The last few years have seen tremendous growth in what AI is capable of achieving. This is certainly the case in the video world. For instance, last year I wrote about a startup that was using AI in an editing capacity.
The software analyzes footage of video or music to create short movies very much in keeping with the best sports videos on the web. The output is generally two minutes long and is designed to be watchable (and shareable).
Now, a team from MIT’s renowned Computer Science and Artificial Intelligence Lab (CSAIL), have gone a step further with their own effort that doesn’t even require raw footage to work from.
The deep learning algorithm developed by the team has watched some 2 million videos. As opposed to many machine learning approaches, the videos weren’t labeled, so the algorithm had little idea as to what was going on in each clip.
The algorithm is capable of creating a fresh video from scratch based upon the behaviors of people in the 2 million videos it had previously consumed. To test out the process, the team then created a 2nd machine learning based algorithm to see if it could spot the AI generated video from the real thing.
Interestingly, they also showed videos to humans on mechanical turk, and whilst most of the time people were able to distinguish between the real and the artificial, the machine was still capable of convincing 20% of viewers that their clip was real.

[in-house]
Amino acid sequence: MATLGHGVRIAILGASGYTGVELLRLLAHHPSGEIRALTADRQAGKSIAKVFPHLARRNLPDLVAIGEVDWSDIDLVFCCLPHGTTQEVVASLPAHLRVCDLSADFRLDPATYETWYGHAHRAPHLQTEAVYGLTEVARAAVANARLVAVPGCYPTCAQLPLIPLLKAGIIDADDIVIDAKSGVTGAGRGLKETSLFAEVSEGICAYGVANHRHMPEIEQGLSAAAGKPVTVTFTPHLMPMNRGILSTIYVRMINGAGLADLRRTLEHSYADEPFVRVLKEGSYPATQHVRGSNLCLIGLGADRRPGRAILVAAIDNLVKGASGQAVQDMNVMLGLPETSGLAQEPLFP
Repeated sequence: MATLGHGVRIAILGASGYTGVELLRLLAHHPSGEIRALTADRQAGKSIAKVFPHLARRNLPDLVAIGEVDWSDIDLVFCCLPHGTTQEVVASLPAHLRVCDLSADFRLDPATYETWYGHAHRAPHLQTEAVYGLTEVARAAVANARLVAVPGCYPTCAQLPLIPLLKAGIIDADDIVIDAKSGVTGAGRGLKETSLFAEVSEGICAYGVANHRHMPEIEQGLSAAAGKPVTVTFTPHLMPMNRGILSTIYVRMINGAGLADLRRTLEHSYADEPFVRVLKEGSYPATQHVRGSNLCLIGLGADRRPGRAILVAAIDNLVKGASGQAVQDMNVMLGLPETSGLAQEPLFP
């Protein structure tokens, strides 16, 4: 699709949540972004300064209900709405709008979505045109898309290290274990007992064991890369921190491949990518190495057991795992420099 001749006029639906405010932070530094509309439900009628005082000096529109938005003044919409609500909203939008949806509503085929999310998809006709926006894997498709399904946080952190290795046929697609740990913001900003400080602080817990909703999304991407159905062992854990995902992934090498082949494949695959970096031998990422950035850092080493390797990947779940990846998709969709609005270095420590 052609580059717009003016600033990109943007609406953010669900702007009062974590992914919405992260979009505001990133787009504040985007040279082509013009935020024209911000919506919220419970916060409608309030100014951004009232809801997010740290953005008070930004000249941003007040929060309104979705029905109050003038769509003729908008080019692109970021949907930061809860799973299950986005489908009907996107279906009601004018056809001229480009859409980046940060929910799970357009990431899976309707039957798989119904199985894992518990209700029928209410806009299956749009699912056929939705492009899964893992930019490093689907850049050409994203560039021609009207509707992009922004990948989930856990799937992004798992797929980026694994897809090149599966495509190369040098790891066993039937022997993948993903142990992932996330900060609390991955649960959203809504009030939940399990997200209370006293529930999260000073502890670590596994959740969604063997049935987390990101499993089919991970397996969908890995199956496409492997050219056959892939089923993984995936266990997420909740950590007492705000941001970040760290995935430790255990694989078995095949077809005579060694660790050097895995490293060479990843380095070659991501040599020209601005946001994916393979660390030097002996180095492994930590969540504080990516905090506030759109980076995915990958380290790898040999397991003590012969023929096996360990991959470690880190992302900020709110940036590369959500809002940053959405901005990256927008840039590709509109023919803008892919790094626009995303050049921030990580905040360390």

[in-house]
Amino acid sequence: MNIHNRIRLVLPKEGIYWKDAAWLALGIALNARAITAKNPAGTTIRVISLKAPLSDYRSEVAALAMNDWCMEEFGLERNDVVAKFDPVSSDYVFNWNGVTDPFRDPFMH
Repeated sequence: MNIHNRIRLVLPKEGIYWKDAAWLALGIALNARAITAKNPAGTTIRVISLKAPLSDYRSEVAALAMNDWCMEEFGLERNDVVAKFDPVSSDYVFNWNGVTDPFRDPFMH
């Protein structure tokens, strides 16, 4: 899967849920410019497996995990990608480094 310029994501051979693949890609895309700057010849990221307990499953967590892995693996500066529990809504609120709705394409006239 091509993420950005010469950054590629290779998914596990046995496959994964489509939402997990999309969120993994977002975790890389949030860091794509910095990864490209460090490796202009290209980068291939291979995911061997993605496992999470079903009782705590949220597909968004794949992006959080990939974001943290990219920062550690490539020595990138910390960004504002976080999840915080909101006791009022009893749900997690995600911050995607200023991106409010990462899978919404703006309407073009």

Now, caveat time. To date, the video produced by the algorithm can scarcely be called a video, being as it is just 32 frames long, which works out at just over a second. But, this in itself is still quite an achievement as it’s a significant improvement on what has gone before. So whilst there is clearly an incredibly long way to go before this kind of technology is capable of doing anything really useful, this is nonetheless an important milestone in that journey.
It suggests a future whereby AI can both create new footage itself, or perhaps more realistically augment existing footage automatically. For instance, it might be able to create a video out of a still image.
For the moment however, it’s perhaps more likely to serve as a further reminder of the progress being made by AI, and perhaps even assist other researchers who are working on unsupervised machine learning. The fact that the algorithm was capable of producing reasonably cogent clips from unlabeled objects suggests real progress was made.
Check out the video below to hear more about the project from the research team.